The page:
President George H.W. Bush signing the landmark Americans with Disabilities Act in 1990. 24 years later, in EEOC v. LHC Group, Inc., 12/14/14, the Fifth Circuit revived a significant ADA case finding that the questions whether a home health care nurse was promoted to a team leader position, whether driving was an essential function for that position, and whether the employee’s inability to drive due to a seizure disorder could have been accommodated in that role were questions for a jury.
Tthe employee provided home health care to patients; she also spent “a couple of hours” traveling between patients. In March 2009, her supervisor decided to promote her to a team leader position, though the parties disputed whether she was actually promoted or simply training for the position. Team leaders manage patient care, communicate with doctors and pharmacists, schedule field nurses, and fill in when nurses are absent.
On May 26, the employee had a grand mal seizure at work and was taken by ambulance to the hospital. Her doctor released her to work two days later. On June 1, the employee discussed her medical condition with her supervisor and the director of nursing (DON). They gave her a copy of the team leader job description and asked for a release from her neurologist. He reviewed it, added a note to it stating “no driving x 1 year, no working on ladder,” and released her for work. She discussed the limitations with her supervisor and the DON; the three agreed that she would get rides to work from a coworker who lived next door to her.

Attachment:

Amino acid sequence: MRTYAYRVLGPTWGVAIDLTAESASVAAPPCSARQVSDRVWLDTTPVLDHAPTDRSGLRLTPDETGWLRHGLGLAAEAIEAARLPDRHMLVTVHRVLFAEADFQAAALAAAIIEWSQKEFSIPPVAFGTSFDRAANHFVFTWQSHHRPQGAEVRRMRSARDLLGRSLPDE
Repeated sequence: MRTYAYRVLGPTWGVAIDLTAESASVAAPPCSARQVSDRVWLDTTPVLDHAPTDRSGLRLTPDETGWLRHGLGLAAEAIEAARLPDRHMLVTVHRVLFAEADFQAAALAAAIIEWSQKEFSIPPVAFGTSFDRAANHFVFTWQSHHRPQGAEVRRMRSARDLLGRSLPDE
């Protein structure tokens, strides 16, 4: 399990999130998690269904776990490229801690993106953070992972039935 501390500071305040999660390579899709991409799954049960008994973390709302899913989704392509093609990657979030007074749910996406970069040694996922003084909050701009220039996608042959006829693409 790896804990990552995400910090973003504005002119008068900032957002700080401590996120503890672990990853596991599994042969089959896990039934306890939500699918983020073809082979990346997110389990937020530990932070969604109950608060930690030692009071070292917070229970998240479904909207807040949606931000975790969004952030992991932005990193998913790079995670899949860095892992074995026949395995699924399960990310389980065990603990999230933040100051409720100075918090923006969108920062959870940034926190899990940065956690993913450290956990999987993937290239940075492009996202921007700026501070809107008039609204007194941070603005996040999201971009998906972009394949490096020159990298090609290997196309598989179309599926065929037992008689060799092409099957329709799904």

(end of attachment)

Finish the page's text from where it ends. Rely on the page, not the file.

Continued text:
The employee’s anti-seizure medicine made her “very tired” and she had memory problems. When she returned to work, she asked her supervisor for extra help with the computer-related requirements of her job, including remembering passwords and using the scheduling software. According to the employee, the supervisor simply walked away. On June 7, the employee worked a shift as a field nurse; her mother drove her, with the DON’s approval. During the next week, she continued to struggle with several team leader duties. The court found the record unclear on the degree of the employee’s difficulties and whether she was aware of her shortcomings.